My hotel concierge, Xi Dan, is a convincing advocate for the charms of his home town. “Many visitors expect Xi’an to be an old and underdeveloped city,” he says. “In fact, it is very modern with good transportation. Compared with some other big cities in China, it is inexpensive and is comfortable, civilized and prosperous. It has four distinct seasons, but is not too hot or too cold.”
After a good breakfast, I follow his advice about exploring the city and head for the Muslim Quarter. For centuries, this has been home to more than 30,000 Chinese Muslims belonging to the Hui ethnic minority, descendants of Persians, Arabs and Central Asians, who fled Mongol invasions to settle in this part of China at the time of the Ming Dynasty. Most are traders whose ancestors arrived along the Silk Road and the alleys of the neighborhood are at first sight reminiscent of a more somber Moroccan or Tunisian souk.
The shops and stalls are full of shirts, bags, watches, bracelets, paintings, vases and, of course, terracotta warriors in all sizes and materials. Designer brands, or rather counterfeits, abound. This is the perfect place to stock up on souvenirs at good price and, Xi Dan assures me, a good place to eat.
“Xi'an, then called Chang'an, was on the caravan route to Central Asia and the Middle East, now known as the Silk Road, and this brought together people of different cultures,” he says. “That is reflected in the many different foods you can enjoy here, including Muslim dishes such as pitta in mutton broth. Another popular snack is rou jia mo, chopped meat – beef or lamb in Muslim areas and pork elsewhere – wrapped in a pancake. It is enjoyed all over China and is called the Chinese hamburger.”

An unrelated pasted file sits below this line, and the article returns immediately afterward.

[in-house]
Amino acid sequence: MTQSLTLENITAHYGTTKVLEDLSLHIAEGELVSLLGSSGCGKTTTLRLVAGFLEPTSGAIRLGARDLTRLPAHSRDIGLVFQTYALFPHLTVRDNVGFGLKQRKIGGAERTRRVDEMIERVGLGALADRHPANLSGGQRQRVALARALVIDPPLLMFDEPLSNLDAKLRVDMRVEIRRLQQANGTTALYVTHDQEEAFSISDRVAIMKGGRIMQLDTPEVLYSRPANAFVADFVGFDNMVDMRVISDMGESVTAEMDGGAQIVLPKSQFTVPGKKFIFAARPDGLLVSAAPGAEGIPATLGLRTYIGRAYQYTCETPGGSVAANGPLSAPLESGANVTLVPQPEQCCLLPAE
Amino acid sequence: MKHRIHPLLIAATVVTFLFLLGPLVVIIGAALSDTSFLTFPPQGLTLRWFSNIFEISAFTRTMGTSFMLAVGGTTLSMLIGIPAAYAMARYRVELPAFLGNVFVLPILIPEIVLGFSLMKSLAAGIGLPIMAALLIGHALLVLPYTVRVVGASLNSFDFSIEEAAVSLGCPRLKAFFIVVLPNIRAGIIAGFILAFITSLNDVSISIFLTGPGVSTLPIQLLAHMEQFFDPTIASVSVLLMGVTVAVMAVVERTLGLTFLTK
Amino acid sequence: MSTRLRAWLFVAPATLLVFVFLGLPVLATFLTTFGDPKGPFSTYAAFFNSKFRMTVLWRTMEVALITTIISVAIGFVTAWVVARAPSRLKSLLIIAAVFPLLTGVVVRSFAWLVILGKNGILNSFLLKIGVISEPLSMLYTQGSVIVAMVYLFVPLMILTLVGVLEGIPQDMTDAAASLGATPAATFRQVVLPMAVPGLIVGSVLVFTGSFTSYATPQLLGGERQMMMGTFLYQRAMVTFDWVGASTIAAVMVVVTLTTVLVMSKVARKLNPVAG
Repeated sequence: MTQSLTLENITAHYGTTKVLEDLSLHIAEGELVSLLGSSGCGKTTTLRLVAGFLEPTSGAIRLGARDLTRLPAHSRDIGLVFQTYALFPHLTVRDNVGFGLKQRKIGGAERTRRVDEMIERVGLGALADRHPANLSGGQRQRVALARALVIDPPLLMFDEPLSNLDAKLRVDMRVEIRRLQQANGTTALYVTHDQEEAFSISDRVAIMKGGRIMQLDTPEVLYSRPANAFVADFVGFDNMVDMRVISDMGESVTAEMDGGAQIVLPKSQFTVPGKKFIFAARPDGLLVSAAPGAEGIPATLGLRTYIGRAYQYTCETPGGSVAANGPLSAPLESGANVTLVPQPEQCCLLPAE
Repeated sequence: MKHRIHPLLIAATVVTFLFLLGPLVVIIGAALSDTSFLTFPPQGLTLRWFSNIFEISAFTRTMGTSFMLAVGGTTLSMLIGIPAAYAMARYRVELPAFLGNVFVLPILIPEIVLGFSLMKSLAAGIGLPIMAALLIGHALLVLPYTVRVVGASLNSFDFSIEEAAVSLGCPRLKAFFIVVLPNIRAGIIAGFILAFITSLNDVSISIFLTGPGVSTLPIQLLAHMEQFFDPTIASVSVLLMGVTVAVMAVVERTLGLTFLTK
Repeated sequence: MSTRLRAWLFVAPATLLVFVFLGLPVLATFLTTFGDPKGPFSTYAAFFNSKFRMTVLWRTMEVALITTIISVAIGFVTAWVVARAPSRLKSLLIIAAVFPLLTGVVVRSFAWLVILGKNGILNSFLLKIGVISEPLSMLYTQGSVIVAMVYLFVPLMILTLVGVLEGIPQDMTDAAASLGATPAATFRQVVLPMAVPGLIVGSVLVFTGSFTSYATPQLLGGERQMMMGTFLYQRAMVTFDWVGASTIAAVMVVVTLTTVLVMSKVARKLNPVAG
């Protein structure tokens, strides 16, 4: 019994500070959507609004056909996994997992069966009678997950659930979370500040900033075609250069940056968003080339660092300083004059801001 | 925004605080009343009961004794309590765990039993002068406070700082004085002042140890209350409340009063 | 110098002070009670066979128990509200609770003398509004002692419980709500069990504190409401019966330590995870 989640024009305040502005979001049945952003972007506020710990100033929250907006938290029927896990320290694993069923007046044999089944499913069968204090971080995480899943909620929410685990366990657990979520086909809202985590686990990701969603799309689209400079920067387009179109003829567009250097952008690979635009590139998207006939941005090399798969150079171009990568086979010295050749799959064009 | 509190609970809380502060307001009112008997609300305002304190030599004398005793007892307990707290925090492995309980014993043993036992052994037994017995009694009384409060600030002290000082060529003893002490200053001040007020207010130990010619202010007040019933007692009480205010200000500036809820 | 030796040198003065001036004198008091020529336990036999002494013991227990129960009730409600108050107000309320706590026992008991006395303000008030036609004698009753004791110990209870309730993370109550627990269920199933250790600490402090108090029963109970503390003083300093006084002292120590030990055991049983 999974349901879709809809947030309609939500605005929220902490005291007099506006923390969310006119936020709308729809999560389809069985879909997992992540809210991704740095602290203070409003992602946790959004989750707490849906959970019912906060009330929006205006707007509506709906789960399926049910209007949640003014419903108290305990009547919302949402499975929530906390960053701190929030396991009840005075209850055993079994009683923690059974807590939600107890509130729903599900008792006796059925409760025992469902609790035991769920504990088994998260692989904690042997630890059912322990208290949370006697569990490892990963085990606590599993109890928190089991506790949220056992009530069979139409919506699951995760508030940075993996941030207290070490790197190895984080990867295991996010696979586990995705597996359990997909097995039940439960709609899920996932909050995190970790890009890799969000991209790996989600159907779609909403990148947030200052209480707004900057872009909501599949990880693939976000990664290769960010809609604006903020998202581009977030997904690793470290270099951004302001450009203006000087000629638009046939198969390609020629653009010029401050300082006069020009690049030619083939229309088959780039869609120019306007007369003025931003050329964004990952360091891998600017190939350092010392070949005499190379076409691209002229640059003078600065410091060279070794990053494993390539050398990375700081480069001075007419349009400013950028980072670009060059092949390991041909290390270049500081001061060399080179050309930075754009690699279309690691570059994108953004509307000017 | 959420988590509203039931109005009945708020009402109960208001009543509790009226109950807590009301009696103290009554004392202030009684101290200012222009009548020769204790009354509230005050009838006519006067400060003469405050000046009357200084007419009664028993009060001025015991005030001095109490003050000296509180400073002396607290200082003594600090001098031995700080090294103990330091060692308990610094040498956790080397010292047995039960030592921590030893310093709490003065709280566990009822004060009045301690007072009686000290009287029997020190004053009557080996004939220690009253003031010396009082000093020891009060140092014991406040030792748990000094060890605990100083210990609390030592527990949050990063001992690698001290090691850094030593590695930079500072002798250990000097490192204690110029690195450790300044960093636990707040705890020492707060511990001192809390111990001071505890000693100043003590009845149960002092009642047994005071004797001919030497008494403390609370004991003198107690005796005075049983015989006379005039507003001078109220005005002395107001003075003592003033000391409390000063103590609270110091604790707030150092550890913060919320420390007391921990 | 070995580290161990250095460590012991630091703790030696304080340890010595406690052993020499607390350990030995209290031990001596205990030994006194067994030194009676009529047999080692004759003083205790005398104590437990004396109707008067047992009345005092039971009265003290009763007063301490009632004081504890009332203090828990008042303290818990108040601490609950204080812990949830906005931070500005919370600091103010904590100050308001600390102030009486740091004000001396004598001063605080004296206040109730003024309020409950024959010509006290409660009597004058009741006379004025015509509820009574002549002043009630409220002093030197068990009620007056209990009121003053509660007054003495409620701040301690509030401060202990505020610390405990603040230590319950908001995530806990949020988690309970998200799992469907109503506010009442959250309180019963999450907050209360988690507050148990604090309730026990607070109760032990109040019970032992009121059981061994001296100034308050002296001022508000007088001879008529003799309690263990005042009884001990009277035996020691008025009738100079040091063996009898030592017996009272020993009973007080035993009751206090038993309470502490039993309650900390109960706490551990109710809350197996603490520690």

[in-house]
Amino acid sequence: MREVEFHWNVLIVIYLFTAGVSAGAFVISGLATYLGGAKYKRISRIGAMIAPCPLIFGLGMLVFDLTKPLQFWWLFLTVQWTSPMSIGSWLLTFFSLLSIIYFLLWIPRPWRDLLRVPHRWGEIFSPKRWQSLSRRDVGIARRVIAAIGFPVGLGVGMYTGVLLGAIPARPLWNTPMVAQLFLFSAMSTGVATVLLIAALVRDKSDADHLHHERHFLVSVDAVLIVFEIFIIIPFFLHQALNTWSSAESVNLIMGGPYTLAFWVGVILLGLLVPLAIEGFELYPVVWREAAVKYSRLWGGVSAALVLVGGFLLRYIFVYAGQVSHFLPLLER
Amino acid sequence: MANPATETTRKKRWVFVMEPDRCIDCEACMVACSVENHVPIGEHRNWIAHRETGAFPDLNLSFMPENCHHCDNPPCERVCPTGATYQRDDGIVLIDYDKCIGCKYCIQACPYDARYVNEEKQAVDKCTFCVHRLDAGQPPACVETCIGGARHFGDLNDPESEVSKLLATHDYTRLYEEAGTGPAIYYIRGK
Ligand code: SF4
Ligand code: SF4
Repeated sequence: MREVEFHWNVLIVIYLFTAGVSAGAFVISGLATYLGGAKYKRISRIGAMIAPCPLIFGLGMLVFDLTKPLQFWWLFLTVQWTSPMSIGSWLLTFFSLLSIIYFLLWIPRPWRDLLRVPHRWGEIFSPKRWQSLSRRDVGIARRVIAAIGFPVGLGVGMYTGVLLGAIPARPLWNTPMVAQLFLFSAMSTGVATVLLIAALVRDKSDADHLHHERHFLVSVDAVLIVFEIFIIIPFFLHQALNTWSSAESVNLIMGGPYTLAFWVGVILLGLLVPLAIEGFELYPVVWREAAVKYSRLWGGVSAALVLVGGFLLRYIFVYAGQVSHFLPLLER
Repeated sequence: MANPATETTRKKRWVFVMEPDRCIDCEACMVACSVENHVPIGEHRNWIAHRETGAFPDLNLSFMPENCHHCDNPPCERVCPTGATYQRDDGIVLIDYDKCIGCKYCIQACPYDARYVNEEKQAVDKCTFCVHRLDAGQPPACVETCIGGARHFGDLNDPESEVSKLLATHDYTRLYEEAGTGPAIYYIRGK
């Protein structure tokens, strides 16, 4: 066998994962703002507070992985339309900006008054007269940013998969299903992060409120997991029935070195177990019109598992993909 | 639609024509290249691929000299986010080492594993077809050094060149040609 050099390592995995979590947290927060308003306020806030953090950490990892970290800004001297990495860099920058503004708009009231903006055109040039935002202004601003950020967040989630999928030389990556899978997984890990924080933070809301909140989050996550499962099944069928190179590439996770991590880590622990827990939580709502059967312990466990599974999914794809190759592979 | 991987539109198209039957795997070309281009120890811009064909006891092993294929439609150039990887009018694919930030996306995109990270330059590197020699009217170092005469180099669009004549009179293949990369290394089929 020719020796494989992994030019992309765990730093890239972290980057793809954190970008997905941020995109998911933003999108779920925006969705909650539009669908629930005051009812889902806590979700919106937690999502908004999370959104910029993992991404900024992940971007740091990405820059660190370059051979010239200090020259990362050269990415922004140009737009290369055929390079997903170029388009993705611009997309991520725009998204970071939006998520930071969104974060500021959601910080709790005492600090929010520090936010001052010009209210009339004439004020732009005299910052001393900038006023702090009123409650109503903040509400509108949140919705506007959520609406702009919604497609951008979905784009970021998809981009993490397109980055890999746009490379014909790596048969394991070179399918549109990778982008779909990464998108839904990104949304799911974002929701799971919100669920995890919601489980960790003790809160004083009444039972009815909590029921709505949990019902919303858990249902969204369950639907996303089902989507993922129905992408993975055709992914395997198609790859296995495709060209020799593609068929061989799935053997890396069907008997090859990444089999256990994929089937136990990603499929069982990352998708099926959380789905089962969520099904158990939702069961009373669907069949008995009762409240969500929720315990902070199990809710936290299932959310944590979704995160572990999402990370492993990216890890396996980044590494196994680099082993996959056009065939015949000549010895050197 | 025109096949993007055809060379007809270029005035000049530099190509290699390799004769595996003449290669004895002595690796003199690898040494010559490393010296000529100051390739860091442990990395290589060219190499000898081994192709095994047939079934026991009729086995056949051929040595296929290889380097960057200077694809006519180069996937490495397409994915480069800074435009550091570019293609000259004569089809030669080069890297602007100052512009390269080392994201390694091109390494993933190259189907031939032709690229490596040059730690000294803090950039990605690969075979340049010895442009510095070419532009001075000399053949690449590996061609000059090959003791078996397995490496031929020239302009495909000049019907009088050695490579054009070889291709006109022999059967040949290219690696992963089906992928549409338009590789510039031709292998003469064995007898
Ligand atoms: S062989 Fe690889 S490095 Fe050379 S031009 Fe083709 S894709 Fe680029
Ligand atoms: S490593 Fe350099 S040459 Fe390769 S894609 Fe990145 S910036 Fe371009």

The large number of food stalls in the Muslim Quarter offer plenty of choice at any time of the day or night. I watch bread being baked at the roadside, enjoy delicious sweets fried with sesame oil and sample nuts coated in candy. The heart of this neighborhood is the Grand Mosque where men with bushy white beards and white skull caps come and go in rhythmic harmony, while their women in black lace headscarves take over the family business as they pray.
The mosque is built in an architectural blend of Chinese and Islamic art and is one of the largest in the People's Republic of China, at 12,000 square meters. It was built facing east during the Tang Dynasty in 742 but was later restored during the Ming and Qing dynasties. The most prominent room is the Main Hall which is used five times a day for prayer, its ceiling painted in turquoise color where you can study antique ebony Koranic verses. The mosque’s courtyard is filled every evening with believers sharing dinner and reflecting on religious matters. When night falls, multicolored bulbs highlight the minaret and the Wall of Spirits, designed to keep out demons.
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